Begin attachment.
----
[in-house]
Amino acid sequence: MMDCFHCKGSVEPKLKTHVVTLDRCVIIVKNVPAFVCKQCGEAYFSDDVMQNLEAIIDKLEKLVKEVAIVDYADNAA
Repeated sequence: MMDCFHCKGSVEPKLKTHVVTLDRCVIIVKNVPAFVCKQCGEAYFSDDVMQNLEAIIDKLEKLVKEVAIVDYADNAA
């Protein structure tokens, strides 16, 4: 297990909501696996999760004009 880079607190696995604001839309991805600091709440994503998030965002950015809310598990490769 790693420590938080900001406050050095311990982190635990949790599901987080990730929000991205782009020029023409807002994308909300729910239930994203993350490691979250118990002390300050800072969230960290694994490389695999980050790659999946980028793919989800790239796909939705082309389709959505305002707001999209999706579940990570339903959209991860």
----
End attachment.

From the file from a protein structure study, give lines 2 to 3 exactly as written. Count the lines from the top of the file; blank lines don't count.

Amino acid sequence: MMDCFHCKGSVEPKLKTHVVTLDRCVIIVKNVPAFVCKQCGEAYFSDDVMQNLEAIIDKLEKLVKEVAIVDYADNAA
Repeated sequence: MMDCFHCKGSVEPKLKTHVVTLDRCVIIVKNVPAFVCKQCGEAYFSDDVMQNLEAIIDKLEKLVKEVAIVDYADNAA